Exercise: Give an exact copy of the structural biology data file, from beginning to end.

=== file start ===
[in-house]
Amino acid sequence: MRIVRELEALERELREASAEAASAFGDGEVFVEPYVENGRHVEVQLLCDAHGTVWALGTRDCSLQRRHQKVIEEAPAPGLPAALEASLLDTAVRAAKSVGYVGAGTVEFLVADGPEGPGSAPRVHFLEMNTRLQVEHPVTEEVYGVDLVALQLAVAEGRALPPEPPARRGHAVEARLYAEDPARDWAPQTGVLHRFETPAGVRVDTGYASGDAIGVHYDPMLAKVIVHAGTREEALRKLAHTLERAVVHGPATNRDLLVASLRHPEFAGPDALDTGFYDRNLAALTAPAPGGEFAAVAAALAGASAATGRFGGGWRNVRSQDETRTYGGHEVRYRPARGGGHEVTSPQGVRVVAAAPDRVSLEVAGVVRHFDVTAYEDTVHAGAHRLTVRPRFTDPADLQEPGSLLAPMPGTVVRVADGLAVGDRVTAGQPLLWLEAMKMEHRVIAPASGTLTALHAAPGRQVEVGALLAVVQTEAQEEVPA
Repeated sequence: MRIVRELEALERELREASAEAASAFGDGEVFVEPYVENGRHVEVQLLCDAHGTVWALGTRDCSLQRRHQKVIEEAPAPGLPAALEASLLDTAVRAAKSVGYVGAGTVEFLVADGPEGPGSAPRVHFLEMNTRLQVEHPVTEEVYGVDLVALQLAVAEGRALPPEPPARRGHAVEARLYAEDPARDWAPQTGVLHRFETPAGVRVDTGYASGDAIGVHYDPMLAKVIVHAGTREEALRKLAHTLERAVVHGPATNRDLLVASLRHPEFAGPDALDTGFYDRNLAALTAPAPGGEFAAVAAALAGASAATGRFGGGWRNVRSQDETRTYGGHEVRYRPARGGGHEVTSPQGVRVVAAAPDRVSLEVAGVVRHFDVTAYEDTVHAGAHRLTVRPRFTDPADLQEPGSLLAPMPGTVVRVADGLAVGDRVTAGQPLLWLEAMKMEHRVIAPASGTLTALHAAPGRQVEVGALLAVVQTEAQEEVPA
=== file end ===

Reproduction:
[in-house]
Amino acid sequence: MRIVRELEALERELREASAEAASAFGDGEVFVEPYVENGRHVEVQLLCDAHGTVWALGTRDCSLQRRHQKVIEEAPAPGLPAALEASLLDTAVRAAKSVGYVGAGTVEFLVADGPEGPGSAPRVHFLEMNTRLQVEHPVTEEVYGVDLVALQLAVAEGRALPPEPPARRGHAVEARLYAEDPARDWAPQTGVLHRFETPAGVRVDTGYASGDAIGVHYDPMLAKVIVHAGTREEALRKLAHTLERAVVHGPATNRDLLVASLRHPEFAGPDALDTGFYDRNLAALTAPAPGGEFAAVAAALAGASAATGRFGGGWRNVRSQDETRTYGGHEVRYRPARGGGHEVTSPQGVRVVAAAPDRVSLEVAGVVRHFDVTAYEDTVHAGAHRLTVRPRFTDPADLQEPGSLLAPMPGTVVRVADGLAVGDRVTAGQPLLWLEAMKMEHRVIAPASGTLTALHAAPGRQVEVGALLAVVQTEAQEEVPA
Repeated sequence: MRIVRELEALERELREASAEAASAFGDGEVFVEPYVENGRHVEVQLLCDAHGTVWALGTRDCSLQRRHQKVIEEAPAPGLPAALEASLLDTAVRAAKSVGYVGAGTVEFLVADGPEGPGSAPRVHFLEMNTRLQVEHPVTEEVYGVDLVALQLAVAEGRALPPEPPARRGHAVEARLYAEDPARDWAPQTGVLHRFETPAGVRVDTGYASGDAIGVHYDPMLAKVIVHAGTREEALRKLAHTLERAVVHGPATNRDLLVASLRHPEFAGPDALDTGFYDRNLAALTAPAPGGEFAAVAAALAGASAATGRFGGGWRNVRSQDETRTYGGHEVRYRPARGGGHEVTSPQGVRVVAAAPDRVSLEVAGVVRHFDVTAYEDTVHAGAHRLTVRPRFTDPADLQEPGSLLAPMPGTVVRVADGLAVGDRVTAGQPLLWLEAMKMEHRVIAPASGTLTALHAAPGRQVEVGALLAVVQTEAQEEVPA